Remedial math alternatives found lacking in California’s community colleges

Community college students most in need of developmental help are least likely to be exposed to helpful alternative approaches, a new study finds

By Ross Brenneman

remedial algebra

While California’s community colleges are experimenting with alternative models to deliver developmental math, the rate of adoption has been slow, a new study finds.

New research from former USC Rossier Ph.D. students Holly Kosiewicz and Kristen Fong, and current Ph.D. student Federick Ngo, published in the July 2016 print edition of the Community College Review, examines how colleges look to improve remedial instruction, and finds large urban community colleges to be lacking.

Traditional models of remediation typically feature lecture-based, semester-long courses. Alternative approaches include supplemental instruction, such as tutoring; a reduction in the amount of time spent in developmental education; and redesign of curriculum and learning.

Studies suggest such alternative approaches may be more effective in remediation than traditional methods. But in an analysis of eight years of classes, researchers found that 69 percent of developmental classes in a large, urban community college district (LUCCD) in California used a traditional method rather than alternative approaches. The LUCCD serves a diverse body of about 220,000 students; the majority of students are people of color.

“Students with the lowest level of preparation for college have the least amount of access to these alternative approaches,” says Kosiewicz, who led the study for USC Rossier.

More than 60 percent of California’s community college students are assigned to developmental education classes, but research shows only a small percentage ever enroll in college-level courses required for a degree. Indeed, studies also suggest that the more time students spend in such classes, the more likely they are to drop out.

The number of classes using a traditional model of remediation was determined through a content analysis of more than 8,900 course schedules published between 2005 and 2013. Of the models used in the 31 percent of classes that didn’t rely on traditional methods, half involved supplemental instruction. However, the study also found that alternative models were more likely to be used at higher-level classes.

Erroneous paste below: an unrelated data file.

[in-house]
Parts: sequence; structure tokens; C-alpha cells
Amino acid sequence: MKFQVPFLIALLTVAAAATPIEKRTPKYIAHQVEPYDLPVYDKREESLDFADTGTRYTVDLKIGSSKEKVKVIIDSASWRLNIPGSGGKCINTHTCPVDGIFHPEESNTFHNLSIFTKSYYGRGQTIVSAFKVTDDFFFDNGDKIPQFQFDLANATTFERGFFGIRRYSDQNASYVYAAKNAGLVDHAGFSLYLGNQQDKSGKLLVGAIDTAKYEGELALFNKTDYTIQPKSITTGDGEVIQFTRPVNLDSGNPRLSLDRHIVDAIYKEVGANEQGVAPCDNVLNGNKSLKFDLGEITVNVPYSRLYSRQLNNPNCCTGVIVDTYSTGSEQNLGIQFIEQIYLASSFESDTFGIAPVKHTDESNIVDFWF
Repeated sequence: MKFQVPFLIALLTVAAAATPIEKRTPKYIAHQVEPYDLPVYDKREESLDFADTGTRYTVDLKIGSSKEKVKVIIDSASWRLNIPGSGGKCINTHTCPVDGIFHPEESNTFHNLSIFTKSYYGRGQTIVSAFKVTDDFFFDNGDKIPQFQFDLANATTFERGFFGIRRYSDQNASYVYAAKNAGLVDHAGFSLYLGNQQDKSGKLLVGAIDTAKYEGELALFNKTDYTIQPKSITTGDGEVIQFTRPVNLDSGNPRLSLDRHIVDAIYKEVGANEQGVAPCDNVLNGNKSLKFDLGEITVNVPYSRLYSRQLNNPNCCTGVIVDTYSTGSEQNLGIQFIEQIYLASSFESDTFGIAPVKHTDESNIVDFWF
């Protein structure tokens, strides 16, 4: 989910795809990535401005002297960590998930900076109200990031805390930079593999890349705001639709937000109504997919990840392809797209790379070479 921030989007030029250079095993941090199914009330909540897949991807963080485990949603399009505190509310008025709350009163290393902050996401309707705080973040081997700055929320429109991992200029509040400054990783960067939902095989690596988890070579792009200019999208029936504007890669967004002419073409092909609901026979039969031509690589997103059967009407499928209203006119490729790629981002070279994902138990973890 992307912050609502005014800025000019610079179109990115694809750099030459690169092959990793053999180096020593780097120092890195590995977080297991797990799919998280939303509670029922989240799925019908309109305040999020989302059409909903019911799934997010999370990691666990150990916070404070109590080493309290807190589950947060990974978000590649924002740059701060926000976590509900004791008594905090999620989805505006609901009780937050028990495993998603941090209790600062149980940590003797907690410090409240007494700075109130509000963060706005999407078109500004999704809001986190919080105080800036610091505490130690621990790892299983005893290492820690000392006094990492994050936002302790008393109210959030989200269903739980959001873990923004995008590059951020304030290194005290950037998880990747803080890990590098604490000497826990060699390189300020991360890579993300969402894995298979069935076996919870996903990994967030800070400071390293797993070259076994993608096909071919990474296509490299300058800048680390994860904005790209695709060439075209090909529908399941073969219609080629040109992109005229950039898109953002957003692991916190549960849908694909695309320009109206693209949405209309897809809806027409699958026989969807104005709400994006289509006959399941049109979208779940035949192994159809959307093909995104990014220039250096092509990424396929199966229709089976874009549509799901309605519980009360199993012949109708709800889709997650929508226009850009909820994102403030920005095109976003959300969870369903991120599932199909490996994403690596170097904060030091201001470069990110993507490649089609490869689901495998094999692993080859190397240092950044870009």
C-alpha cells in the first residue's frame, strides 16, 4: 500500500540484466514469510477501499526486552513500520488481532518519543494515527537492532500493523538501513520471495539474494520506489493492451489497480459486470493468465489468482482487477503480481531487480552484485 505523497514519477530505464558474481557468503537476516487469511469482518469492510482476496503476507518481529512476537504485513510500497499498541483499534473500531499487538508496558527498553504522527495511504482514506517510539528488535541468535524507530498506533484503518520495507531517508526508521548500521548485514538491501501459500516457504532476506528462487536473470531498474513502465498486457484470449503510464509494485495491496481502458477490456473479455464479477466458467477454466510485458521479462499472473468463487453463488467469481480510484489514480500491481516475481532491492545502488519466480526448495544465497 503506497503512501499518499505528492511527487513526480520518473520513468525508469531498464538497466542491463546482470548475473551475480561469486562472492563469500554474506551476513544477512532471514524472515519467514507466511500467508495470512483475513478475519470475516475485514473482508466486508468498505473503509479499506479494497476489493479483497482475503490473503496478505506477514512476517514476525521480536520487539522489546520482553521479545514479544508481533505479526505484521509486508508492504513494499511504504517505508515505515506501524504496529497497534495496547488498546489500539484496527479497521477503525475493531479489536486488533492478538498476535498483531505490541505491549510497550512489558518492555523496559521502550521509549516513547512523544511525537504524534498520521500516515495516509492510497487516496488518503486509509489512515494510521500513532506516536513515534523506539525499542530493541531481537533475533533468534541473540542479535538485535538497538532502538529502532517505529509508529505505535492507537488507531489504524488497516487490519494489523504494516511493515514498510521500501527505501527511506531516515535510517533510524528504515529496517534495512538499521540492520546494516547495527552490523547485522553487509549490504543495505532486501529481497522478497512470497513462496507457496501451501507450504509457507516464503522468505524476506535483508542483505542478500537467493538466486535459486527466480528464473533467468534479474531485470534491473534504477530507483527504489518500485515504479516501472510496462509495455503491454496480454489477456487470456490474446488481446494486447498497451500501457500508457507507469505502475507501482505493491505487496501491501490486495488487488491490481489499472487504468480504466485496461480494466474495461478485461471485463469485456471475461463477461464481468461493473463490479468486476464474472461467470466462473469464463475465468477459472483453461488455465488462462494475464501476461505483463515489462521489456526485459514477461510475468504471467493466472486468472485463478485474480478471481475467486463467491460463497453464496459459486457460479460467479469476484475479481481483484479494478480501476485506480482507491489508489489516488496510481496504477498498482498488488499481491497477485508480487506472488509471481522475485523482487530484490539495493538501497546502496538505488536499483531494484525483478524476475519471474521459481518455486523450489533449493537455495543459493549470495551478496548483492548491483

“Not only did the most academically underprepared students lack overall access to alternative models of delivery, but they also lacked access to a variety of these types of models of delivery,” the authors write.

The study offers several hypotheses for why students in the lowest-level classes had the least access to alternative methods, including:

  • The belief that students in lower levels of the sequence will benefit more from additional instruction while students in the higher levels may benefit more from additional time to understand the content;
  • Students placed into higher levels of the sequence are more likely to be enrolled as full-time students and able to spend additional semesters of coursework to focus on mastering content; and/or
  • Adjunct faculty are more likely to teach lower levels of the developmental math sequence and may not have the time or resources to learn how to teach developmental math in ways that radically depart from the conventional method.

Many states have taken steps to encourage use of alternative models of developmental education. In Texas, for instance, community colleges are required to develop models that quicken a student’s progress in developmental education, and similar efforts have been put in place in North Carolina. California, however, offers its community colleges significant latitude, which may be why schools are slower to try alternative paths.

Kosiewicz notes that the results should not be taken to mean that faculty are resistant to changing how they deliver developmental education.

“Faculty and administrators might encounter significant barriers that may make it difficult for them to adopt these approaches, and allocate them in a way that benefits all developmental math students,” she says.

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Results of the study can be found here. For media inquiries, please contact Ross Brenneman at or (213) 740-2327.